As more information continues to trickle out about the upcoming basketball season, we continue our “summer” preview series. The series started last month with the two returning seniors Andrew Platek and Garrison Brooks. With it looking increasingly possible that some sort of fall/winter basketball will take place, we’ll try to increase the pace over the next couple of weeks. Catch up on what you missed at the links below and we’ll dive into redshirt junior Sterling Manley
3 August: Garrison Brooks
10 August: Andrew Platek
2017-18: 37 games, 10.0 mpg, 5.7 ppg, 3.6 rpg, 0.3 apg, 56.6 FG%, 37.0, 69.2 FT%
2018-19: 18 games, 8.3 mpg, 3.5 ppg, 2.9 rpg, 0.2 apg, 57.8 FG%, 55.0 FT%
2019-20: DID NOT PLAY
Sterling Manley showed up to UNC as an arguably underrated big man project after suffering two broken legs during his high school career. A promising, if not limited, freshman campaign showed glimpses of a potential starter. He finished that freshman season averaging 10.0 mpg, 5.7 ppg, and 3.6 rpg. Solid contribution on team that earned a #2 seed in the NCAAT.
Unfortunately, a bothersome knee injury stunted his progress as a sophomore and eventually limited to just 18 games. That injury required surgery last December forcing Manley to miss the entirety of last season as well. Athletics are littered with promising athletes derailed by injuries, and Manley very well could be on that path, but that shouldn’t erase hope and optimism for a comeback campaign.
What, though, can reasonably be expected?
With two years of eligibility remaining, Manley has time to re-write his college career. Those closing chapters just may look a little different than originally expected. With two McDonald’s All-Americans in Walker Kessler and Day’Ron Sharpe joining the returning starting duo of Garrison Brooks and Armando Bacot, Manley is undoubtedly on the outside looking in.
Manley’s greatest asset is his length and rebounding. He brought a unique skillset that nobody else on the roster possessed. In his his first two seasons he was first or second on the team in DRB% (23.8% and 26.4%) and TRB% (19.2% and 18.3%). As a freshman, Manley was second on the team in ORB% (14.4%). As we know, grabbing rebounds is an outsized requirement in Roy’s system.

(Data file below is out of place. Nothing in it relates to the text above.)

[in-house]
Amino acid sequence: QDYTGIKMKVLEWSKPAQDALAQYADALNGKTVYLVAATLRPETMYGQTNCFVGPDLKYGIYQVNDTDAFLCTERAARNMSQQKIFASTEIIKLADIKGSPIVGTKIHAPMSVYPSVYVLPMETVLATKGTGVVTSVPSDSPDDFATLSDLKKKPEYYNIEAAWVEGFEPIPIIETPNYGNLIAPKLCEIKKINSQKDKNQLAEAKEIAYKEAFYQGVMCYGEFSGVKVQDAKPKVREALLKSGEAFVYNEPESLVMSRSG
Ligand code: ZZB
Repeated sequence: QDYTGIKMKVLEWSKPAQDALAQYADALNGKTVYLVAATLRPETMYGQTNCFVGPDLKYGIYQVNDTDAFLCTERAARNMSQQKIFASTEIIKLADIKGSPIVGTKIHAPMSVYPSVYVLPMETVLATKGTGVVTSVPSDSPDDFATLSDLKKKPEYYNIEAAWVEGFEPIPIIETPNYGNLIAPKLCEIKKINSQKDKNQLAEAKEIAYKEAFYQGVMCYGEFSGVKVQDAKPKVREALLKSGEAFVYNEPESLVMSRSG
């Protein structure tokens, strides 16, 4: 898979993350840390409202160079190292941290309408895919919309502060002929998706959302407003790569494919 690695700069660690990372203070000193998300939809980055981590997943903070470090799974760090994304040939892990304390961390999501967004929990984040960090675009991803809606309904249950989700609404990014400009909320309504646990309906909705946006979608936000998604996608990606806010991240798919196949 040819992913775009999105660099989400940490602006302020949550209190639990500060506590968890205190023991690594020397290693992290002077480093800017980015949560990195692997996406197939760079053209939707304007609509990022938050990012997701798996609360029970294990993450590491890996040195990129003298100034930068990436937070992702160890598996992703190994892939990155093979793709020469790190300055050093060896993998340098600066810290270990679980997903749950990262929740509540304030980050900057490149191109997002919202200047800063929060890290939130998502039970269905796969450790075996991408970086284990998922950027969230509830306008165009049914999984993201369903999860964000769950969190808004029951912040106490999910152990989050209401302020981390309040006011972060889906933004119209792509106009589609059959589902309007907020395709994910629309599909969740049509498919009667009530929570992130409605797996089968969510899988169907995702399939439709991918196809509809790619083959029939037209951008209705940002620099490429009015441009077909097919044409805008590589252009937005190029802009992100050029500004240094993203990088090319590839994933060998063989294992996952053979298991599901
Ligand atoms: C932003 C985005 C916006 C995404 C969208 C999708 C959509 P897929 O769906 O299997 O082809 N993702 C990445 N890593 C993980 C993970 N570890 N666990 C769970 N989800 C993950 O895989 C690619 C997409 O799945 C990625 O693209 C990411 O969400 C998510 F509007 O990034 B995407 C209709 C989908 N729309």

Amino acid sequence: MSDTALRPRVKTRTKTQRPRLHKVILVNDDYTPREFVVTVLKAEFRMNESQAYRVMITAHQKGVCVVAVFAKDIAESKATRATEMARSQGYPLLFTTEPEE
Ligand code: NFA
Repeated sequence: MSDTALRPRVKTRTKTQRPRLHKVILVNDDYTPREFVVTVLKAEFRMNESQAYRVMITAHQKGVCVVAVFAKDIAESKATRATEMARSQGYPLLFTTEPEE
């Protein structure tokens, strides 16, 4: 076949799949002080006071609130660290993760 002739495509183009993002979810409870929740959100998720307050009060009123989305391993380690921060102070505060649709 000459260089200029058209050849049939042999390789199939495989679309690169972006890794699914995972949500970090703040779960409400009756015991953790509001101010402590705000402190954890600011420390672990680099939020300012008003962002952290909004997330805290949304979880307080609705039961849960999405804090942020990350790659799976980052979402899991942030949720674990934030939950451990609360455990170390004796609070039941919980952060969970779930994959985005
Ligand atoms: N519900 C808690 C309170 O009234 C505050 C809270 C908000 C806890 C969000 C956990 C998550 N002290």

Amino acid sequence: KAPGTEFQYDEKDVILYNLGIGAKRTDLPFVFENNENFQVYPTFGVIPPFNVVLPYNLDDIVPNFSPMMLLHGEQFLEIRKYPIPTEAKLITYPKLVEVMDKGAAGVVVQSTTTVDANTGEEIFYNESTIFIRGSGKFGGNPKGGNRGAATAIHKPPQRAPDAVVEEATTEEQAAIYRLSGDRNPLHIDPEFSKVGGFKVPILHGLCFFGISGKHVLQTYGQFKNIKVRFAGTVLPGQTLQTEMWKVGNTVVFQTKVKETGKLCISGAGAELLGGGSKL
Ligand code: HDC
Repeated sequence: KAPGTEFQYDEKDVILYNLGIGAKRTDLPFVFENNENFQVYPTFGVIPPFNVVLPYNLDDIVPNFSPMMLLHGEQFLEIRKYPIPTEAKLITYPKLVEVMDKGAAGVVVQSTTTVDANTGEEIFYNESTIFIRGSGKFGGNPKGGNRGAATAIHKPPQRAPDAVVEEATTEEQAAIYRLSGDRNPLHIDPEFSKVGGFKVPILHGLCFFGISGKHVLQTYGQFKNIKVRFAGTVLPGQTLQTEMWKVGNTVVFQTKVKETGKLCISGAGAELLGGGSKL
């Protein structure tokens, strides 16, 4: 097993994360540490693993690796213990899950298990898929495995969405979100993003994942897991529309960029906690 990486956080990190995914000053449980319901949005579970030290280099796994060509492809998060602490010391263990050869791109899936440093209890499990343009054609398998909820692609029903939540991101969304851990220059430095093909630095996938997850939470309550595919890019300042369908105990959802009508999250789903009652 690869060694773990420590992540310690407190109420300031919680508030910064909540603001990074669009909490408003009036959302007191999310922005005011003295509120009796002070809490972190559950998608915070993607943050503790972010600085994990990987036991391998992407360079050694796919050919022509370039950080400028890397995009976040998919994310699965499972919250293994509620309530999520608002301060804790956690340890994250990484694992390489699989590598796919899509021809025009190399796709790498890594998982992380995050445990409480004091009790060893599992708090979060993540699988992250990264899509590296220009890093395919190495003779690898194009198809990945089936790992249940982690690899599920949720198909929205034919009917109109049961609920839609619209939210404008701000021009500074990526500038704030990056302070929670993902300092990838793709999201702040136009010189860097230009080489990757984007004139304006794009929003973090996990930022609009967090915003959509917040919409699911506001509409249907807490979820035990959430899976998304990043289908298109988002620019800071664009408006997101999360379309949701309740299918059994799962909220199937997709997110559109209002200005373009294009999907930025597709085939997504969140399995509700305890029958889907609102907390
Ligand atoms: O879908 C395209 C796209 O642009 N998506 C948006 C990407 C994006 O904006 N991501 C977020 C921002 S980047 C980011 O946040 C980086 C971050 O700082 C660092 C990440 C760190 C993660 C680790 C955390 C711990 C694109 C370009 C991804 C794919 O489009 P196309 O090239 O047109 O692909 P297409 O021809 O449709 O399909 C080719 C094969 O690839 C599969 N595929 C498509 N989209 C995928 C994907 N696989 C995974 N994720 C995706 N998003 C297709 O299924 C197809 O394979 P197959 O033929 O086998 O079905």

He also frustrated opponents simply by entering the game. Who can forget this gem?
Goal in life: Master my craft to the point where my competition says “f*ck” when they see me coming like @Sterling_Manley did to the Louisville dude pic.twitter.com/edICehCxpD— tony g (@txnyg) February 18, 2018
However, with 7-0 Kessler, 6-10 Sharpe, and 6-9 Bacot in the fold, UNC has a few options to call on. That’s not a bad thing. Considering Manley’s health, that depth gives the staff flexibility to slowly integrate Manley back into basketball activities and prepare him for a vital role for the 2021-22 season. At that point he’ll be a redshirt senior, and there is at least one known departure when Brooks graduates. Playing time will be available.
Unfortunately, that injury history is what makes previewing Manley for the upcoming season so difficult. I’ll be the first to admit that I believed he was a future NBA talent when he came to UNC. I stand by that assessment, though I acknowledge that likely is not the case now. And, even though on more than one occasion the big man from Pickering, Ohio looked like a baby giraffe flailing around the court, the truth is that Manley simply produced when he was on the court.
As I wrote in his preview for last year:
In fact, his per-40 projections as a freshman was a ridiculous 21.7 points and 14.4 rebounds. As a sophomore, those only dropped slightly to 16.9 points and 14.2 rebounds. Like I said – the guy just produces. And, despite his injury, he still maintained a DRtg of 91.2 last season. There is unlocked potential waiting to bust through.
I still believe he is full of potential that can help a top-tier program. But, with no known update on his current status and a deep rotation, fans should be happy if Manley replicates his freshman numbers and production rate.
If he can do that, UNC will have a bona fide productive eighth or ninth man off the bench, which is something they haven’t really had since that 2017 title run. That development alone would greatly enhance UNC’s chance for success and erase memories of last year’s struggles.